Experimental results show that the proposed approach leads to a good estimation of the d-axis current during braking operation in FW region. Especially, thanks to the FF control loop, the issue related to current angle calculation of Figure 11 and Figure 12 is overcome.
The introduced FF loop works as follows: if an abrupt torque transition occurs in FW region and the i s d * setpoint computed with the integral approach is lower than the i s d s a f e value of Equation (8), then the i s d s a f e is set as d-axis current setpoint. In so doing, the performance of the electrical machine as a motor is preserved and it won’t move towards brake operation at high speed as a consequence of an unexpected torque transition. According to its action, the new i s d current contribution is named i s d s a f e . The corresponding improved control scheme proposed in [17] is shown in Figure 13.
Figure 14 shows the experimental results of the improved outer voltage method of [17] with the i s d s a f e FF contribution. Figure 15 shows the current angle in acceleration and deceleration from standstill to 6000 rpm and back. During deceleration, the value of the angle will be overridden by the i s d s a f e of Equation (8) and the unwanted effect on the speed slope at the beginning phase of braking operation disappears providing a higher braking quality.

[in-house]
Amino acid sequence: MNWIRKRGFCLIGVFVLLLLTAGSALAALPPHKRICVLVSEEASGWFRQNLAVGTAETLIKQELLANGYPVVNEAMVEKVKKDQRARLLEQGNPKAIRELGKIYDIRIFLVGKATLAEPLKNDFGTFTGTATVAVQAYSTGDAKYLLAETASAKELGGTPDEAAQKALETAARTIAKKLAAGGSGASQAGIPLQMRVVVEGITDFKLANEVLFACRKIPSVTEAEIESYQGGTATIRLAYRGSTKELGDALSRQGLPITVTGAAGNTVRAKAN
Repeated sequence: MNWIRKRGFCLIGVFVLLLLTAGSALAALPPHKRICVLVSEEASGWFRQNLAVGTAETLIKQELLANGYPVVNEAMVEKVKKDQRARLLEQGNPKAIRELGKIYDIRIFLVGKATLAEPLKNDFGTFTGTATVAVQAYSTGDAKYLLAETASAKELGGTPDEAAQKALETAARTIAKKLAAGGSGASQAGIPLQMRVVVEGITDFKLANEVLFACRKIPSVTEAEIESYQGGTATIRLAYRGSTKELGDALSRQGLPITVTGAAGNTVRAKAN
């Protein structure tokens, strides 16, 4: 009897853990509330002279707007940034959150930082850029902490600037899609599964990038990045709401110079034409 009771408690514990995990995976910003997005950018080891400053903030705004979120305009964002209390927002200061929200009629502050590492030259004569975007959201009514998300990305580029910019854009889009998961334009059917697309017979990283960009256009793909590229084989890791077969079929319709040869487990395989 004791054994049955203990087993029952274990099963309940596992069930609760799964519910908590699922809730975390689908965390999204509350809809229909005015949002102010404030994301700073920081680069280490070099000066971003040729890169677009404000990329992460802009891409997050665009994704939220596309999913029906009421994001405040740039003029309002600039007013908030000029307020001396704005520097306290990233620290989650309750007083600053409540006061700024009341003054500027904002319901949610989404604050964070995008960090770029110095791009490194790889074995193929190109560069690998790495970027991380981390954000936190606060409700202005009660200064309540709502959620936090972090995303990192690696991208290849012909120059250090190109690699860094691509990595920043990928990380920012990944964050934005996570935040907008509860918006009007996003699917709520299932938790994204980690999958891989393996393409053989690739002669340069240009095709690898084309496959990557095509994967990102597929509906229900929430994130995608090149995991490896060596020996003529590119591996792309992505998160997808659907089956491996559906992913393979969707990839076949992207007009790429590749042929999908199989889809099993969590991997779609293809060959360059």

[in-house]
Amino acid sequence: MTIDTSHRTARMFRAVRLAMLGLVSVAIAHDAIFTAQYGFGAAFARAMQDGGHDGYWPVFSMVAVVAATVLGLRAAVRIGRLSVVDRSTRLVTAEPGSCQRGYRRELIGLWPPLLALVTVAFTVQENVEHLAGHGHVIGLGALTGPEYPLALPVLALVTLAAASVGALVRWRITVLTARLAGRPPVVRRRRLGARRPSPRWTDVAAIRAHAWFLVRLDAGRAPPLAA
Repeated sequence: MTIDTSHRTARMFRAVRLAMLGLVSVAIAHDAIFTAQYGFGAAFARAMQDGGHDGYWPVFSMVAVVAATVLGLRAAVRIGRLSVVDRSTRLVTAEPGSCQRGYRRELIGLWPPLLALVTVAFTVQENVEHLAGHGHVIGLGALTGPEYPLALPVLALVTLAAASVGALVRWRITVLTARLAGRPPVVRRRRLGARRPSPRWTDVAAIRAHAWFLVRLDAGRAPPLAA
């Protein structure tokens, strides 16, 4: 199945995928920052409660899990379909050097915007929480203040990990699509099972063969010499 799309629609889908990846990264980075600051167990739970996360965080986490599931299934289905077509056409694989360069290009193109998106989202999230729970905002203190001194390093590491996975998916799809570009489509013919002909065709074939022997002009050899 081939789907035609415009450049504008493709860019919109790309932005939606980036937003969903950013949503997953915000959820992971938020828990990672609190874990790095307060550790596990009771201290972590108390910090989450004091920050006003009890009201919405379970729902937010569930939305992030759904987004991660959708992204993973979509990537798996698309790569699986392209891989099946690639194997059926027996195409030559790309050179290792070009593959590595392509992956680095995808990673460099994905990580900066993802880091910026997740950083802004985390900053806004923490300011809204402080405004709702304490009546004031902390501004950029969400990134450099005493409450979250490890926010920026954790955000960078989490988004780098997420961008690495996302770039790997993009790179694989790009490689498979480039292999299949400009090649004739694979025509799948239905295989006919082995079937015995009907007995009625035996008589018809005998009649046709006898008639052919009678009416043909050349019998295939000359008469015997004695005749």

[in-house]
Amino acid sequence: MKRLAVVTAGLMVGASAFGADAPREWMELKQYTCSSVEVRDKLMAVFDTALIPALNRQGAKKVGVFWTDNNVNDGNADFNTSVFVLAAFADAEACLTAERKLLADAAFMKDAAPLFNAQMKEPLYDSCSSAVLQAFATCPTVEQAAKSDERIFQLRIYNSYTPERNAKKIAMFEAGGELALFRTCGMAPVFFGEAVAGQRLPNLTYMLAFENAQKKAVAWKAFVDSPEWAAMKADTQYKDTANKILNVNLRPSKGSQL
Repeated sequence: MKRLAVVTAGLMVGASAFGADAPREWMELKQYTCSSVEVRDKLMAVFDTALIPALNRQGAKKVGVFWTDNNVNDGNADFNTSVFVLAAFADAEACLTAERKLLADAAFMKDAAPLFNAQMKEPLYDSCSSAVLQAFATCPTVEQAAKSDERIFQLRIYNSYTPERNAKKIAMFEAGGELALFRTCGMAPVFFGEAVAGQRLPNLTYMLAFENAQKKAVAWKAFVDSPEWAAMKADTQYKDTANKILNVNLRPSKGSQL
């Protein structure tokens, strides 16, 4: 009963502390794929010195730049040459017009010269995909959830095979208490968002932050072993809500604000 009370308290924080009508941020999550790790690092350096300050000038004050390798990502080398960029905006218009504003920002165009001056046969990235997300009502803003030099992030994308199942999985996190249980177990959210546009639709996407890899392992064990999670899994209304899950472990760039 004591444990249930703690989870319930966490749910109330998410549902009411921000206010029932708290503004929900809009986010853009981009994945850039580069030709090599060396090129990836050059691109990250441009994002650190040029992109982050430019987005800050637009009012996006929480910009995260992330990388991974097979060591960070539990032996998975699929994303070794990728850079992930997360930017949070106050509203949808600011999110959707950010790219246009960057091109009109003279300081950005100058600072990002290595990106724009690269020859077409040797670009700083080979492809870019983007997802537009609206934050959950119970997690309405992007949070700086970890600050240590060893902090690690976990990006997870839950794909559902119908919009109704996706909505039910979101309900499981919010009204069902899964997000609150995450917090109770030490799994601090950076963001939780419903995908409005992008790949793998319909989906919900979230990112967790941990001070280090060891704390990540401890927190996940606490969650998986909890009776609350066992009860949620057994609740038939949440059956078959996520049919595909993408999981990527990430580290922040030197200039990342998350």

The presented FF solution was implemented also in [16] as well. In Figure 16 the additional i s d s a f e block is shown, while Figure 17 shows the behaviour in the experimental setup in acceleration and deceleration from standstill to 6000 rpm and back. The shape of the current angle in [16] is very close to that shown in Figure 15 for the outer voltage scheme. The experimental results with improved Jahns’ control scheme confirm the improved behavior and repetitiveness due to FF, i s d s a f e loop in case of braking action.